"Next to a battle lost, the greatest misery is a battle gained." - Wellington
The Duke of Wellington, the most successful of British commanders, set a standard by which all subsequent British generals have been measured.
His defeat of Napoleon at Waterloo in 1815 crowned a reputation first won in India at Assaye and then confirmed during the Peninsular War, where he followed up his defense of Portugal by driving the French from Spain.
Gordon Corrigan, himself an ex-soldier, examines Wellington’s claims to greatness.
Wellington was in many ways the first modern general, combining a mastery of logistics with an ability to communicate with and inspire men of all ranks.
He had to contend not only with enemy armies but also with his political masters and an often skeptical public at home.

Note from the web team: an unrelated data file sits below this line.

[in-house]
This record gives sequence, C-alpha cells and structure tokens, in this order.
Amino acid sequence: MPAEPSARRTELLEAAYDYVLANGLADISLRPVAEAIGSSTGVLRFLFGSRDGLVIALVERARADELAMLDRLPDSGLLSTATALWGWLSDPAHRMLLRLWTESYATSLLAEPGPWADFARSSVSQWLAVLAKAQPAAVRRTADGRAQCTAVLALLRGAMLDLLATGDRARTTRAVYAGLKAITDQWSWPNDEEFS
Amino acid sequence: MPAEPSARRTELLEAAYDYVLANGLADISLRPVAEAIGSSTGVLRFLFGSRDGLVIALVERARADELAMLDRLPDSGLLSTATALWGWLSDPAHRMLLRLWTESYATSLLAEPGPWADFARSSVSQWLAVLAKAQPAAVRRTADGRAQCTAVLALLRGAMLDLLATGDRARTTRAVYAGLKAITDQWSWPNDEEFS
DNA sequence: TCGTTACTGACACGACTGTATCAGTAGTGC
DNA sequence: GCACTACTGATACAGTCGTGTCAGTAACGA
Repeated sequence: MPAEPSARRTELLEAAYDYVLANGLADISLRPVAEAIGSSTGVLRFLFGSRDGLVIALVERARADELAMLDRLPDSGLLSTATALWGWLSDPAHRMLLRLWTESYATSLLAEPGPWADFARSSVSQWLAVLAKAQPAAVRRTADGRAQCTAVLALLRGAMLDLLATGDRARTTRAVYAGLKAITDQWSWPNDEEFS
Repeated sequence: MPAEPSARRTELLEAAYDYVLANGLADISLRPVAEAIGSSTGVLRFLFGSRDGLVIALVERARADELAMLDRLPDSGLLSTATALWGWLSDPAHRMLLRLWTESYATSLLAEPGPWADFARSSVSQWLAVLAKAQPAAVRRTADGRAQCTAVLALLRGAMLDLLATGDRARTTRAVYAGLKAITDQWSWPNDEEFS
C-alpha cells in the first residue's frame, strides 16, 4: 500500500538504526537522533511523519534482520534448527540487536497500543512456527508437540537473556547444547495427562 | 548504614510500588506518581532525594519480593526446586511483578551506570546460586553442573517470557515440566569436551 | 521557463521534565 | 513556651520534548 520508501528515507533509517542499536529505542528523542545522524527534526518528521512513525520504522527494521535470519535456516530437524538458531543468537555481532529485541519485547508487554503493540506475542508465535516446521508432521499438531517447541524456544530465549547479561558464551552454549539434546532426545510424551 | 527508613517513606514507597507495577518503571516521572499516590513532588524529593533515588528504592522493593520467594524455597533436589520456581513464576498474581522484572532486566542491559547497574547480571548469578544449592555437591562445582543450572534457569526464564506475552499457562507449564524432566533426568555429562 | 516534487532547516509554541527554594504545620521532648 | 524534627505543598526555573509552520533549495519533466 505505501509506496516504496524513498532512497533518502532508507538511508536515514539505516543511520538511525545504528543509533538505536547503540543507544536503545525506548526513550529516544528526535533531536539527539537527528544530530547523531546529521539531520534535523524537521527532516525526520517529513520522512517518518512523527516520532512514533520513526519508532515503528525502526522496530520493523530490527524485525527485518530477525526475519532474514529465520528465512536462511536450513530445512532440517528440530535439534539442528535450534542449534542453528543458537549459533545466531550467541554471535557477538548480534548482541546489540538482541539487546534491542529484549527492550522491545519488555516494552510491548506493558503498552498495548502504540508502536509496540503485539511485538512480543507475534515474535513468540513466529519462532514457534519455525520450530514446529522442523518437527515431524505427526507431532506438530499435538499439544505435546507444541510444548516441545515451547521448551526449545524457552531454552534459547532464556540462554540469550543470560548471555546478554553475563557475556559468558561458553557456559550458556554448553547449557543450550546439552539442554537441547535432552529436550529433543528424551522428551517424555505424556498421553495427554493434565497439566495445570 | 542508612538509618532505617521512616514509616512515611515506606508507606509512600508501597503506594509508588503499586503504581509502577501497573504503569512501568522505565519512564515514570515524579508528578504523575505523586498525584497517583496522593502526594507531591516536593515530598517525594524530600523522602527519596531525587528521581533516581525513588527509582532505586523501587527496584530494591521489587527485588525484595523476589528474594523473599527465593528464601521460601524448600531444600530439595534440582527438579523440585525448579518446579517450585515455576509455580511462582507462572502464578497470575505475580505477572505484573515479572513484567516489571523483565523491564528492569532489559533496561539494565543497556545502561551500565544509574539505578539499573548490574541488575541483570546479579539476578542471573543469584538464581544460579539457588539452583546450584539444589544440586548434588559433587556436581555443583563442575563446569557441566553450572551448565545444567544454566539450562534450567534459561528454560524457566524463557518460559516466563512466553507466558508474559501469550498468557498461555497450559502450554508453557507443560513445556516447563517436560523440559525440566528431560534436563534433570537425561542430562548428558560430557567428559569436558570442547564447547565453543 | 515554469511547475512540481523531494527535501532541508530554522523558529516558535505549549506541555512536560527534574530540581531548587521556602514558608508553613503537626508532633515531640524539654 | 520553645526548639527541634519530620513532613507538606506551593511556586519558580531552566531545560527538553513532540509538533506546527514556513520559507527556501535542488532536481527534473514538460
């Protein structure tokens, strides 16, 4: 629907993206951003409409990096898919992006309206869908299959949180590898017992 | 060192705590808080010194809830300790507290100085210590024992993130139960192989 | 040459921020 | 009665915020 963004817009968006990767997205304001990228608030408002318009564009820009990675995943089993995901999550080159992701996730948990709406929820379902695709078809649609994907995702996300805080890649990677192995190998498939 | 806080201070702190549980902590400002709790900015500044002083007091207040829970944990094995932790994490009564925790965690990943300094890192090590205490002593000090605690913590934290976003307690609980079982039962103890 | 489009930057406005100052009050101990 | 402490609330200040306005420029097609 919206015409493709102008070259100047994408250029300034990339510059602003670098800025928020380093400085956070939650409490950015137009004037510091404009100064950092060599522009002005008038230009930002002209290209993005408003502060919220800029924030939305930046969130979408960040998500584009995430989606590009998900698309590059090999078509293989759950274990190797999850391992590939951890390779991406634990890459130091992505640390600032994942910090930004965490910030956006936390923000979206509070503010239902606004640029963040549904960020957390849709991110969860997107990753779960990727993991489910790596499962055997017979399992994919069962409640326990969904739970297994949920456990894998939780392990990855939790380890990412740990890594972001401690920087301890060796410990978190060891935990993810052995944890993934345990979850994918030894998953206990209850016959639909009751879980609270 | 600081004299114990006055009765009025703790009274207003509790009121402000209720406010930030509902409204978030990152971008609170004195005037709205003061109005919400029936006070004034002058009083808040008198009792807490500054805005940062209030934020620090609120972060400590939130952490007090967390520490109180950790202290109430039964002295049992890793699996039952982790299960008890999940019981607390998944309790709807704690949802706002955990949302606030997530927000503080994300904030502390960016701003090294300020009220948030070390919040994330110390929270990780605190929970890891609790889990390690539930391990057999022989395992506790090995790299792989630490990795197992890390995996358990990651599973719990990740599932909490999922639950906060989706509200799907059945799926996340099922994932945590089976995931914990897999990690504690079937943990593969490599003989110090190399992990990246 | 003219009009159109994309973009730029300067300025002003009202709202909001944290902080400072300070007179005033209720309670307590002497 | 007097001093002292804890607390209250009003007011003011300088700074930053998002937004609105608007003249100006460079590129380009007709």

'Wellington: A Military Life' is a brilliant examination of one of Britain's most important historical figures.
‘Political, fluent, well-researched and extremely argumentative’ – Andrew Roberts.
Major Gordon Corrigan is a retired Gurkha officer, a member of the British Commission for Military History and Fellow of the Royal Asiatic Society. Fluent in the Nepali language, he is now a freelance military historian and battlefield lecturer. He is a well known figure on the History channel. He is also the author of ‘Sepoys in the Trenches’.
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